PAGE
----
July 22, 2007

Spectrum: Why Google is Right, and the Phone Companies are So Very Wrong

Update (July 31, 2007): As was widely expected by many observers, the FCC has now voted to accept its chairman's "lip service to openness" spectrum auction plan that the phone companies decided to support, thereby rejecting the much more consumer-friendly Google plan. Not exactly a shocker, huh? Please see this blog entry for more.

"And there's another thing that's going to come as a surprise to you. There are quite a few people who actually dislike The Phone Company!"

"Arlington Hewes" -- President of "TPC"
The President's Analyst (1967)

Greetings. My first real exposure to how The Phone Company manipulates information (that is, lies) to further its own ends came when I was around twenty years old or so, at the height of "Phone Phreaking" decades ago.

I found myself in a downtown L.A. conference room of the California Public Utilities Commission, defending the operations of the extremely popular free telephone entertainment (i.e. jokes and skits) line with which I was affiliated. (For telephone historians, this was "ZZZZZZ" -- at the time the last listing in the Los Angeles telephone directories.)

Two young colleagues and I faced off a similar number of AT&T representatives, who were attempting to convince the CPUC that "Z" was an imminent danger to the formidable Bell System, by virtue of "Z" receiving so many calls that it was supposedly saturating toll and local switching equipment around the country! AT&T had prepared a beautiful report explaining their collected data (complete with colorful graphs, reminiscent of Arlo Guthrie's "twenty-seven 8x10 color glossy photos" from Alice's Restaurant) to drive home their point.

AT&T apparently assumed that they could easily steamroll a few kids. They were wrong.

It only took a quick skimming of their report for me to realize that while their numbers were not unreasonable, their underlying assumptions and arguments were totally bogus. As I politely pointed this out, the AT&T reps looked at each other in apparent confusion, and the CPUC official in attendance seemed to have a grim look on her face.

The upshot was that she told AT&T that their case was not convincing and "Z" would not be shut down. There's more to the story but that doesn't really matter here.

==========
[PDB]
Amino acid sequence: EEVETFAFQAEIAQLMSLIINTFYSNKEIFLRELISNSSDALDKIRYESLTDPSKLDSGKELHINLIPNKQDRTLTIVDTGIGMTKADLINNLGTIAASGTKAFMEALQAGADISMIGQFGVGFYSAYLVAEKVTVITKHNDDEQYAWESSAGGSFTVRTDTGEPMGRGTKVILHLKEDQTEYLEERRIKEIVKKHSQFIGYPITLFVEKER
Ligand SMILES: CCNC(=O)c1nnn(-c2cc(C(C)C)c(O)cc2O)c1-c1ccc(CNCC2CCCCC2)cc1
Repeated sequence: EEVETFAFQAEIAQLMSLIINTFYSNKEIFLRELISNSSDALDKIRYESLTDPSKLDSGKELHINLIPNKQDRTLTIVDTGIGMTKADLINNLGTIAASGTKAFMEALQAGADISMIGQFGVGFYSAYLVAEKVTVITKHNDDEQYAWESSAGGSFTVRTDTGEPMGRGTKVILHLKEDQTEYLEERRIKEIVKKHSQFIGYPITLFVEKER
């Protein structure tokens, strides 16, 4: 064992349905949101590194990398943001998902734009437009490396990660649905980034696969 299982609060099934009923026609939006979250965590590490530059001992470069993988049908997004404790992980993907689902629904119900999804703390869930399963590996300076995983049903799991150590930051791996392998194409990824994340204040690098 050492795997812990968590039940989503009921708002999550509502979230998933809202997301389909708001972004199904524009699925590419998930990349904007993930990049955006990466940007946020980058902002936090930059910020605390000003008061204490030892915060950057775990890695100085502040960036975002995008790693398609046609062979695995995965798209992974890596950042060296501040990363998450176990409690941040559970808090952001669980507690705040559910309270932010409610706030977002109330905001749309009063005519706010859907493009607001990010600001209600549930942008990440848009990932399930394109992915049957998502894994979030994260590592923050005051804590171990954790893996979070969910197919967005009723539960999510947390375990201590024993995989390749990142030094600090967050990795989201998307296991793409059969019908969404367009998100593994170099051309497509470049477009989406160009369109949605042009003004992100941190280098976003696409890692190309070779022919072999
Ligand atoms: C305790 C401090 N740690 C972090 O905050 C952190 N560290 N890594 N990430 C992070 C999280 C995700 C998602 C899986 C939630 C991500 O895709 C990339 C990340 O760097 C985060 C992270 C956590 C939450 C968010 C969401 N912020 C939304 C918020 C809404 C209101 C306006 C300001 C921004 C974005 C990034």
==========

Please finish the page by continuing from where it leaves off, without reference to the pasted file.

Fast forward some three decades. Thanks to consolidation and collapse of most effective "last mile" telecom competition, the players look much the same. AT&T morphed into ... well, "The New AT&T," in much the same way that "It's not the same old line" General Telephone eventually mutated into Verizon.

Telecom control is still the name of the game, and whatever needs to be said, whatever promises can be made that can be ignored later, are still the modus operandi of choice for the telcos, especially now that wireless operations are such crucial parts of their spheres.

There is a common thread underlying telco arguments against both Google's support of Internet Net Neutrality and Google's Spectrum Auction proposals. That thread is fear -- fear of losing control, fear of real competition -- and the fear of sliding into gradual oblivion through a tactical error, much as Western Union made when they declined the opportunity to buy the basic telephone patents in 1876 at a budget price.

No fallacy or pressure is too small -- or large -- to be deployed by the phone companies in this battle. Younger readers will not remember a time when you couldn't legally buy your own telephones or other equipment to hook up to the public phone network, and when the telephone companies actively checked phone lines to determine how many phones were attached (could this surveillance be defeated? Yes.)

Nor do most people realize today that at one time, AT&T insisted that a simple privacy device that slipped over a telephone mouthpiece would cause grave disruption to telephone operations and so must be banned -- a position the FCC at the time supported (the infamous "Hush-a-Phone" case, decided against AT&T and the FCC in 1956).

The latest technique is to either state or imply that simply because a large, powerful company like Google supports a concept like Network Neutrality or "open access" to spectrum, it must be anti-consumer in some manner. But in reality, it's the traditional telephone companies and their positions, especially when considered alongside their sordid history of failing to live up to agreements, that is the anti-consumer side.

The Google positions on these matters could of course financially benefit Google greatly. So what? Both neutrality and open networks would also be of immense benefits to consumers generally, particularly if provisions were included to guarantee reasonable access for innovative, smaller firms as well as established, larger enterprises.

But the telcos are what the telcos always have been, and their basic playbook hasn't changed since the dawn of first voice and then data communications. Unfortunately, on the big issues such as we're dealing with now, they are simply not to be trusted, and their arguments can only be viewed through the prism of their past inequities.

I'm not an apologist for Google. I simply attempt to understand and explain these issues the best that I can. But as far as I'm concerned, even though the phone companies and Google are all major commercial, profit-making enterprises, I have no difficulty at all in suggesting that from both consumer and technological reality points of view, Google has the right approach in these areas, and the phone companies are, in actuality, indeed still giving us the same old tired and distorted anti-consumer lines.


Posted by Lauren at July 22, 2007 04:09 PM | Permalink
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